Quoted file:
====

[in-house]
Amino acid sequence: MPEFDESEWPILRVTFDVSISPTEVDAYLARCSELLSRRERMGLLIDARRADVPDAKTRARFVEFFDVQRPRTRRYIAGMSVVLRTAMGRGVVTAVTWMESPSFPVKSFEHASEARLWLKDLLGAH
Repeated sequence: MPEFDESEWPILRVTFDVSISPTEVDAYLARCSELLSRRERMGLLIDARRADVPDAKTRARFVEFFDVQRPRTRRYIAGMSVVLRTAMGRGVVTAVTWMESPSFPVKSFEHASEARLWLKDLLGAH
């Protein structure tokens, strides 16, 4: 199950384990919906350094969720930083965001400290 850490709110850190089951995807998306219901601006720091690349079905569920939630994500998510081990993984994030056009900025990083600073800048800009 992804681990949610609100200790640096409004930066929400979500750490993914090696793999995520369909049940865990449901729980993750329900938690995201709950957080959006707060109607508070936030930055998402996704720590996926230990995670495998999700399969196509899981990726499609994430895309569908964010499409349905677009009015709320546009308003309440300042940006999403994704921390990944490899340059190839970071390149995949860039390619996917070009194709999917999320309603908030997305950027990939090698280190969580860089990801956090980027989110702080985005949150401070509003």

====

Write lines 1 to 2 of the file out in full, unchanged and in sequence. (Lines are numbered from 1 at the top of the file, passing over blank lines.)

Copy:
[in-house]
Amino acid sequence: MPEFDESEWPILRVTFDVSISPTEVDAYLARCSELLSRRERMGLLIDARRADVPDAKTRARFVEFFDVQRPRTRRYIAGMSVVLRTAMGRGVVTAVTWMESPSFPVKSFEHASEARLWLKDLLGAH